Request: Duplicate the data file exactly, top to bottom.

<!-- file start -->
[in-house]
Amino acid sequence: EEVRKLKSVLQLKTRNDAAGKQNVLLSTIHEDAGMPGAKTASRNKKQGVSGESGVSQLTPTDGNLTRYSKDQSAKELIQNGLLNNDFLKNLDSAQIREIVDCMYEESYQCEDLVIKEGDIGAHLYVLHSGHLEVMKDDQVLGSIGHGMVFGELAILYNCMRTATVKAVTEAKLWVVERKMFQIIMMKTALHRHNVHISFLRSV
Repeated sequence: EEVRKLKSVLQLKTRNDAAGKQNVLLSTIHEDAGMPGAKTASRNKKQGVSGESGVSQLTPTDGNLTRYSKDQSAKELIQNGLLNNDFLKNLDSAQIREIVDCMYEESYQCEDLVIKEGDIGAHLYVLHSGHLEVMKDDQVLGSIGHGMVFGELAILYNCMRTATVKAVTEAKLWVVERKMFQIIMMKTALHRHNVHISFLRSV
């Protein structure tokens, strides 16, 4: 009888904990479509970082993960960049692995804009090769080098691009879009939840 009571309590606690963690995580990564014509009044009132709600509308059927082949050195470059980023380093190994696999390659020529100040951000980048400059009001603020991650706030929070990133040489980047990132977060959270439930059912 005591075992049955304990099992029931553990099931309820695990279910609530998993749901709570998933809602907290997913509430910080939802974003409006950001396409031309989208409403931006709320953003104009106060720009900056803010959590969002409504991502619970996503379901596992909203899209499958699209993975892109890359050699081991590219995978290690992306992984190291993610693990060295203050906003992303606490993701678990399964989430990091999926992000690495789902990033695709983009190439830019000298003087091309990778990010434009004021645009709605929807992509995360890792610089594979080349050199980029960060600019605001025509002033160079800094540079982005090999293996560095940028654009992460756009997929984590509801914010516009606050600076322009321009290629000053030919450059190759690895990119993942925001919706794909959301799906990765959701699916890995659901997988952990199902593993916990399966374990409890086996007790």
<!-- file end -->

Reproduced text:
[in-house]
Amino acid sequence: EEVRKLKSVLQLKTRNDAAGKQNVLLSTIHEDAGMPGAKTASRNKKQGVSGESGVSQLTPTDGNLTRYSKDQSAKELIQNGLLNNDFLKNLDSAQIREIVDCMYEESYQCEDLVIKEGDIGAHLYVLHSGHLEVMKDDQVLGSIGHGMVFGELAILYNCMRTATVKAVTEAKLWVVERKMFQIIMMKTALHRHNVHISFLRSV
Repeated sequence: EEVRKLKSVLQLKTRNDAAGKQNVLLSTIHEDAGMPGAKTASRNKKQGVSGESGVSQLTPTDGNLTRYSKDQSAKELIQNGLLNNDFLKNLDSAQIREIVDCMYEESYQCEDLVIKEGDIGAHLYVLHSGHLEVMKDDQVLGSIGHGMVFGELAILYNCMRTATVKAVTEAKLWVVERKMFQIIMMKTALHRHNVHISFLRSV
């Protein structure tokens, strides 16, 4: 009888904990479509970082993960960049692995804009090769080098691009879009939840 009571309590606690963690995580990564014509009044009132709600509308059927082949050195470059980023380093190994696999390659020529100040951000980048400059009001603020991650706030929070990133040489980047990132977060959270439930059912 005591075992049955304990099992029931553990099931309820695990279910609530998993749901709570998933809602907290997913509430910080939802974003409006950001396409031309989208409403931006709320953003104009106060720009900056803010959590969002409504991502619970996503379901596992909203899209499958699209993975892109890359050699081991590219995978290690992306992984190291993610693990060295203050906003992303606490993701678990399964989430990091999926992000690495789902990033695709983009190439830019000298003087091309990778990010434009004021645009709605929807992509995360890792610089594979080349050199980029960060600019605001025509002033160079800094540079982005090999293996560095940028654009992460756009997929984590509801914010516009606050600076322009321009290629000053030919450059190759690895990119993942925001919706794909959301799906990765959701699916890995659901997988952990199902593993916990399966374990409890086996007790």